Philipp RIEGELHUTH 1835-1890

Of the three sons raised by field-guard Ambrosius Riegelhuth and Susanna nee Haub, only the youngest remained in the village. The others chose to join the exodus to the Victorian goldfields in the mid 1850s; their only daughter did likewise.

Konrad was the first to go, in the earliest large group to leave the village, in 1854. The younger brother Philipp, born 2nd June 1835, was in the rear guard of the mass emigration, leaving the village after completing his military service in 1857. He joined a group of six other villagers, aged 16 to 24, who sailed from Liverpool aboard the ship “Annie Wilson” on 31st July 1857; four of these were young women from 16 to 20 years of age whose parents believed that they would be in less moral danger on the rough Victorian diggings than in an increasingly distressed village.

Captain Duckitt brought his ship safely into Port Phillip on 7th November 1857, and the newcomers made for the pre-arranged meeting place of Ballarat. Many of their friends had moved on to other centres by then and Philipp followed some of them to Smythes Creek, west of Ballarat. The villagers tended to keep together and Philipp found a sizeable number of the Nieder-Weisel immigrants in the developing township of Smythesdale. Like others, he believed that providing a service to the miners was likely to be more lucrative, and much less arduous, than joining them in their dank and dirty underground shafts and tunnels. Accordingly, he set up a boot and shoe making and repair business in Brooke Street, the main road through the town. He was one of the first Nieder-Weisel emigrants to make application for citizenship in the colony.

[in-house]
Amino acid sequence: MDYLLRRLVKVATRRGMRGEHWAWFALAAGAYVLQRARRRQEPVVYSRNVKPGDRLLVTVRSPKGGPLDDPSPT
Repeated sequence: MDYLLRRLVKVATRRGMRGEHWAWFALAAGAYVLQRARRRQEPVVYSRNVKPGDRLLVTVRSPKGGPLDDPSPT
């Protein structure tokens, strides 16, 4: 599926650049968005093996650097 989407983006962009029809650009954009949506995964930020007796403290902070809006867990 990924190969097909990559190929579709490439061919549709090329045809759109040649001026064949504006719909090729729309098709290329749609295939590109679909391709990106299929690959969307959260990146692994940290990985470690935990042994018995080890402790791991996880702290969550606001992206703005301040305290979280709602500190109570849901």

Among the group who assembled each Saturday night in the Mechanics Hall for the dancing was a young girl from Philipp’s home village, Christina Bill. She had been sent out to Victoria by her parents, who were concerned for her welfare, with a cousin and his bride; they arrived in the colony several weeks after Philipp’s group. They courted and, on July 1860, went back to Ballarat where, on Thursday 26th, they were married by Pastor J Niquet in the Lutheran Church. Philipp’s best man was Jakob Geibel from Nieder-Weisel.

Philipp brought his bride back to the home behind his shop where, early in February 1862, she gave him a son, Jacob, who was sponsored by Philipp’s best man – even though he had tragically lost his young wife in giving birth to their son, Philipp. On 26th May 1862, Philipp’s naturalisation letters came through and his new life seemed to be riding on an even keel. The next year, all this changed: Philipp transferred his business to East Ballarat and, while he was getting himself settled in, his son died of cholera. Christina was pregnant again and produced another son, George, on 9th October 1863.

This is the last record of Christina and her son. The boy’s birth and baptism details were recorded in the Family Book in Nieder-Weisel late in 1864; this suggests that Christina took him back to the village. It is unlikely that Christina would have undertaken a round trip to Germany, so it appears that she had decided to separate from Philipp. He lived on in Ballarat for 25 years. He was able to keep in touch with his brother Konrad, who lived nearby until his death in 1885. Philipp died five years later, on 16th February 1890, and their sister Maria Elisabetha died in 1894.

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